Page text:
Music of peace echoes at Gimcheon prisonThe harmonies of an all-male choir filled the Gimcheon Culture and Art Center auditorium in North Gyeongsang on Monday.
All 18 members of the choir are inmates at the Gimcheon Correctional Institution for Boys. The young men, ranging in age from 17 to 20, have been placed there for various crimes, including robbery and murder and their sentences range from 6 to 12 years.
The concert, “Dream Sketch Love Concert with Lee Seung-chul,” represented the first time that anyone from the facility had performed off the premises.
For the day, performers were allowed to shed their prison uniforms for spiffy black suits and bow ties with roses in their breast pockets.
The inmates swayed to the music, clapping their hands as they sang pop songs to an audience of 1,000.
One female audience member compared the event to a recent film about a group of female convicts who form a choir and participate in a choral competition.
“I didn’t realize that juvenile delinquents could present such a splendid performance,” audience member Oh Yeong-suk, 46, said. “It’s as moving as ‘Harmony.’?”
Like the characters in the film, the young men from the correctional facility were singing as a way to overcome their difficulties and share their love of music.
Dream Sketch’s choirmaster is none other than legendary Korean singer-songwriter Lee Seung-chul, the former vocalist of legendary rock band Boohwal who is now a successful solo artist.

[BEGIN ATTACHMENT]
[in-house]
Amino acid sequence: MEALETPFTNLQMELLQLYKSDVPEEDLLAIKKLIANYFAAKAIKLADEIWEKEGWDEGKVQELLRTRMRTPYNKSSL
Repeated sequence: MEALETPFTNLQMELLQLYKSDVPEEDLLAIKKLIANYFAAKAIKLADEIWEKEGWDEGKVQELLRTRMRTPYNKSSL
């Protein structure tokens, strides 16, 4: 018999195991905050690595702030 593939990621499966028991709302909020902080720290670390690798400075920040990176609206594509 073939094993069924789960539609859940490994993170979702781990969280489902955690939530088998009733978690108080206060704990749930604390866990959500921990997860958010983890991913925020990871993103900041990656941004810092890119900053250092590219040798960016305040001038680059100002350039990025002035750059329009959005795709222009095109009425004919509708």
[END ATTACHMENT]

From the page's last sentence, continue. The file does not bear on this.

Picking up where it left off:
Lee has served as the choir’s music instructor since August, when the choir was formed for the filming of an SBS documentary. Since then, the choir has met once a week on Wednesdays from 10 a.m. to 7 p.m. to rehearse and tape the show.
When he started with the choir, Lee asked the members to write something about their lives. He turned the words they wrote into the song, “Giving Only to You,” that the choir performed as its finale at the concert on Monday.
It was Lee’s idea to turn the concert into a public event outside of the institution, as a way to help instill confidence and self-esteem in the young inmates, and he submitted his proposal to the Ministry of Justice in September.
“I didn’t expect the members to do so well,” Lee said after the concert. “The time I spent with them was very blissful.”
But the road to the final concert was a long one that was filled with obstacles. Some members have said that were initially skeptical about the project and some had to be coaxed to rehearse. Others had to learn the mechanics of singing from scratch, including pitch, rhythm and performance etiquette.
Even Lee admitted he was hesitant to work with a group of convicts at first. But his persistence paid off.
One young man, 17, who asked to use the alias Kim Yeong-cheol, said, “When I sing, my heart is at ease. It’s like I’m a new person.”
When he was young, Kim’s parents divorced and he was raised by his grandmother. Later, he fell in with the wrong crowd and set fire to a building, which resulted in one death and put him in jail in 2009. Music has gone a long way toward helping him change his life.
“I want to work hard to learn a skill and after my release, I want to become an exceptional member of society,” Kim said.
Like Kim, the other members of the choir have said the concert provided them with the opportunity to step outside of themselves and feel accepted by society once more.
As the concert came to a close, the audience, which included parents of the young inmates, clapped enthusiastically, some with tears glistening in their eyes. Later, Minister of Justice Kwon Jae-jin placed his arms around some of the young men and joined the choir in singing “Never Ending Story,” one of Lee Seung-chul’s songs from his Boohwal days.
With a tremor in his voice, Kwon said, “What I saw today was not a performance or a song. It was a miracle of emotion and purity.”
By Hong Gweon-sam [firstname.lastname@example.org]